As for Lisbon, we did a lot of walking around the Baixa, Chaido, Bairro Alto, and Alfama neighborhoods, which are the main areas with major sights that also seem to be the heart of the city. We went to Castelo de São Jorge, which dates back to 2 BCE and offers a glimpse into Lisbon’s history and impressive views from its location on the highest hill in the city. One of the neatest things about the castle are all the peacocks roaming the grounds that apparently have been there since the 15th century (obviously not those same birds; they aren’t hundreds of years old).
We also took a Tuk Tuk tour around the Alfama, which was a super fun way to see the neighborhood and get extra insight about the area from a local. We saw the second oldest house in Lisbon, peeked in the beautiful Igreja de Santo Estevao church, stopped by some of the most popular Fado (traditional music) spots, and took in the stunning views from Miradoura da Grace and learned about the “hidden” cafe nearby.
Within Lisbon we walked to get around (aside from our Tuk Tuk tour). Lisbon is very walkable, and most of the city’s main attractions were in walking distance from our Airbnb. We also like to walk and see what we might happen upon on the way. Not to mention, some of the streets are very narrow and twisty, and may have been tricky to navigate had we gotten a car. We used Uber to/from the airport as well as for our day trip to Sintra and the Sporting CP match. It was very dependable, safe, and cheaper than in the US.
1) We arrived in Lisbon early in the day and had a few hours’ wait before our Airbnb check-in, so we had looked into places to store our bags ahead of the trip. However, once there, we saw Hotel Mudial across the street from our place, and I popped in and asked about storing our luggage, and they generously let us for a very small fee.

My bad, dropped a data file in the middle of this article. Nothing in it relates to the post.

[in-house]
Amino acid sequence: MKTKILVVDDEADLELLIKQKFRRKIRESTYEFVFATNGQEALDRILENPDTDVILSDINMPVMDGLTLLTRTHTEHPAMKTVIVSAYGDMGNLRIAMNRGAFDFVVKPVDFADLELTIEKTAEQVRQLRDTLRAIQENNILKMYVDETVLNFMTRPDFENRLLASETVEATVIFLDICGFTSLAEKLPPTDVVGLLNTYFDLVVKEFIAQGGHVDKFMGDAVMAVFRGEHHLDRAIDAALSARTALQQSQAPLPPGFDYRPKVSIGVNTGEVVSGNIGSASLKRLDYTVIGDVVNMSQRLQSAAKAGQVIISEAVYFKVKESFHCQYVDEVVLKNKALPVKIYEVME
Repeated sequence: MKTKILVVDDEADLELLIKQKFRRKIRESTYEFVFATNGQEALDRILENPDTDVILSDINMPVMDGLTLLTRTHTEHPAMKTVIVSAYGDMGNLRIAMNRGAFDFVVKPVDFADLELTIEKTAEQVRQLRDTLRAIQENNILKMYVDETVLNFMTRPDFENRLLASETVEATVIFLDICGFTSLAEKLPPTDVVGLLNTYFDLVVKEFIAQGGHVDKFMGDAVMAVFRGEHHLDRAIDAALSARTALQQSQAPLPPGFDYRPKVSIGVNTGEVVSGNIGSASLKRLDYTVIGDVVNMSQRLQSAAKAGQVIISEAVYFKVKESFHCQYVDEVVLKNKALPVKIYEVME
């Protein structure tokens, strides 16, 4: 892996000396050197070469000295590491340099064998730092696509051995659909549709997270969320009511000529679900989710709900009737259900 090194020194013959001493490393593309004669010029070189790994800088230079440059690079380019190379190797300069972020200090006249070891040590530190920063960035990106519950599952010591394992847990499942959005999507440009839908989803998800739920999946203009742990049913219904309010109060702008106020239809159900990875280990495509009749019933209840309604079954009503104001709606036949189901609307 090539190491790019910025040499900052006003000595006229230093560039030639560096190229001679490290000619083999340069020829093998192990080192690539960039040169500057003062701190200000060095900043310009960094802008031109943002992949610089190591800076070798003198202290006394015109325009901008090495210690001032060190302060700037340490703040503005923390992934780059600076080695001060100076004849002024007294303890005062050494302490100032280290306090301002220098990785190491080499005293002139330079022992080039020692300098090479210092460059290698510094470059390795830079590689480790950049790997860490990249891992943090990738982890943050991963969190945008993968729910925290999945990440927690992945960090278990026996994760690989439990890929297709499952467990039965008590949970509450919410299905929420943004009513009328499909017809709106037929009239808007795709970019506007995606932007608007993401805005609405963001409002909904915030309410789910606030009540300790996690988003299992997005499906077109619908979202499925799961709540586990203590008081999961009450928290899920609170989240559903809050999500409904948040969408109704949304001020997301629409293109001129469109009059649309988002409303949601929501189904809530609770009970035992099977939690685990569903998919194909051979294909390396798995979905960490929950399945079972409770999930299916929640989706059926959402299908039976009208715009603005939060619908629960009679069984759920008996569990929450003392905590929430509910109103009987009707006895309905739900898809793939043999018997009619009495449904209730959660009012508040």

2) There are many miradouros around the city. The terraces facing the Tagus River are situated on seven hilltops across the city and are popular with locals and visitors to hang out, relax, and watch the sunset. Some have cafes there, too.
3) Wear sneakers to walk around. There is a lot of up and down on hills and stairs, and cobblestone streets make some of it very slippery. I wore Birks one day and regretted it as I kept sliding in them.
4) We enjoyed a great dinner at Bairro do Avillez (recommended by our neighbors) and got to try the specialty cod à brás (salt cod, potatoes, onions and eggs).
5) We also had a lovely lunch at Antù, a tucked away spot in the Alfama that we happened upon as we were wandering.
6) Pastelaria Nata Fina, the cafe right next to our Airbnb, has great coffee, Pastel de Nata and more pastries, and the friendliest people working there.
From Lisbon, we took a day trip to Sintra, a fairytale of a town about 30 minutes away by car. There are several major sites to tour, and they are all incredible and worthy of exploring. We, unfortunately, didn’t have time for all of them, but we were able to visit three: The Castelo dos Mouros, a 10th-century Moorish Castle; Quinta da Regaleira, the most beautiful and whimsical garden; and the Pena National Palace, a sprawling, colorful castle built in the 1840’s.
We appreciated each place, but loved the Moorish Castle and Quinta da Regaleira most, both all outdoors and really fun to explore the many different areas of both on our own. Pena Palace was absolutely stunning from the outside, but we found the interior and slow, winding tour in a long line of people to be tiresome — we’ve seen grand rooms like that before — but views from the terraces and the grounds were fantastic, and I loved wandering through the woods as we made or way back to the entrance.
The little town of Sintra is great, too — we enjoyed a nice lunch there, and popped in some of the shops. I really wish we’d had more time to spend there, not just in town, but in all of Sintra. An overnight with two days to see more would have been ideal.
We took an Uber to Sintra from Lisbon, and it was about $40. On the way back, we used a car service that we found in Sintra to get between sites. The driver was great, giving a lot of insight about Sintra, and offering to take us back to Lisbon also for about $40. There is a train that runs between Lisbon (Rossio staton) and Sintra that only costs about $5-6/person round trip, which seems like the obvious choice price-wise, but we always saw a long line waiting for the train and didn’t want to lose time, plus we just like being on our own schedule.